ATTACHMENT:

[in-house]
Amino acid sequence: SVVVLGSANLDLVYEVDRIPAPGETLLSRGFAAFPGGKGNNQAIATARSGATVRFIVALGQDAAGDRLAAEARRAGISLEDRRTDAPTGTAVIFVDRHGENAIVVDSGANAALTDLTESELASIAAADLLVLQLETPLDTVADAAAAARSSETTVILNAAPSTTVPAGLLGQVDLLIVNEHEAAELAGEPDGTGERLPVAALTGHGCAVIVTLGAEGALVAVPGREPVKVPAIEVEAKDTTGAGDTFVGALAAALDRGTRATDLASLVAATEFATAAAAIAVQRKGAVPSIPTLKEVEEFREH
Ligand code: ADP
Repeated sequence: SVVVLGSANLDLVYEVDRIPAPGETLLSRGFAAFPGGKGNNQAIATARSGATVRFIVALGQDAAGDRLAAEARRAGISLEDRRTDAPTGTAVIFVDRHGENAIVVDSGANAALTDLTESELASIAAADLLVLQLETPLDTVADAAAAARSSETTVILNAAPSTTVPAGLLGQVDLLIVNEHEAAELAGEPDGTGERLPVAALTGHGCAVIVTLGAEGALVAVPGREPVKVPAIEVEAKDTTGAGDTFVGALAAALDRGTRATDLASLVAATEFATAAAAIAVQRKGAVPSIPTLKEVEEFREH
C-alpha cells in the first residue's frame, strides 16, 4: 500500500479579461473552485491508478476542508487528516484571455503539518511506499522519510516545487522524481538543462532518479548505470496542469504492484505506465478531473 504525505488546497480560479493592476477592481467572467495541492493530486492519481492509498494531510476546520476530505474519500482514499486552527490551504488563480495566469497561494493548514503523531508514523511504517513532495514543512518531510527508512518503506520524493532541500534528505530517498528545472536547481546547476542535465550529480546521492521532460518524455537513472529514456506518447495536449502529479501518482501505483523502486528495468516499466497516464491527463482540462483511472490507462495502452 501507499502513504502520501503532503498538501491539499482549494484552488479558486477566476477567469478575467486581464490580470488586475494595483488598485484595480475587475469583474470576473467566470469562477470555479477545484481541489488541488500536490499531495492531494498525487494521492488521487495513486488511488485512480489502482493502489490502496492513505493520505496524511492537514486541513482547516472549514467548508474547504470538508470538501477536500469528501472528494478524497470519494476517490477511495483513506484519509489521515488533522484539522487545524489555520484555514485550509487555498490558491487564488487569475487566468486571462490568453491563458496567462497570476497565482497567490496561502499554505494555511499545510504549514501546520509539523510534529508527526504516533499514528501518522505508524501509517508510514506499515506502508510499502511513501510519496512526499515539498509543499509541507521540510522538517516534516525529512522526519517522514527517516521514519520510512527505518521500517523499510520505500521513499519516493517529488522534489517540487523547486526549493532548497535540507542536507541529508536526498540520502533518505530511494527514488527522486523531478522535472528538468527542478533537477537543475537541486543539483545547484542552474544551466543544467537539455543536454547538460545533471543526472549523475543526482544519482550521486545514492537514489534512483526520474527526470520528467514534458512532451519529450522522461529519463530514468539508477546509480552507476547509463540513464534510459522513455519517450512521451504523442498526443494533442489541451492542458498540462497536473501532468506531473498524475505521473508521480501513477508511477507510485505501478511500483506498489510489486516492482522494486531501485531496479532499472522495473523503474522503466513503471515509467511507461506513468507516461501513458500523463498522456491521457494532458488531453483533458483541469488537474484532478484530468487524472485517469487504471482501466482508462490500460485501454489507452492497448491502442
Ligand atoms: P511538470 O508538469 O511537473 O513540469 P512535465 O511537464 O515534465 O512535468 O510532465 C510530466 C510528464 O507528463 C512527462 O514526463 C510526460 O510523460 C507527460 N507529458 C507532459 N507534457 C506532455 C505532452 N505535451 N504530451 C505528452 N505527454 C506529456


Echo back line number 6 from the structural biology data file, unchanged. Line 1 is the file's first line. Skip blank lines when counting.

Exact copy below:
Ligand atoms: P511538470 O508538469 O511537473 O513540469 P512535465 O511537464 O515534465 O512535468 O510532465 C510530466 C510528464 O507528463 C512527462 O514526463 C510526460 O510523460 C507527460 N507529458 C507532459 N507534457 C506532455 C505532452 N505535451 N504530451 C505528452 N505527454 C506529456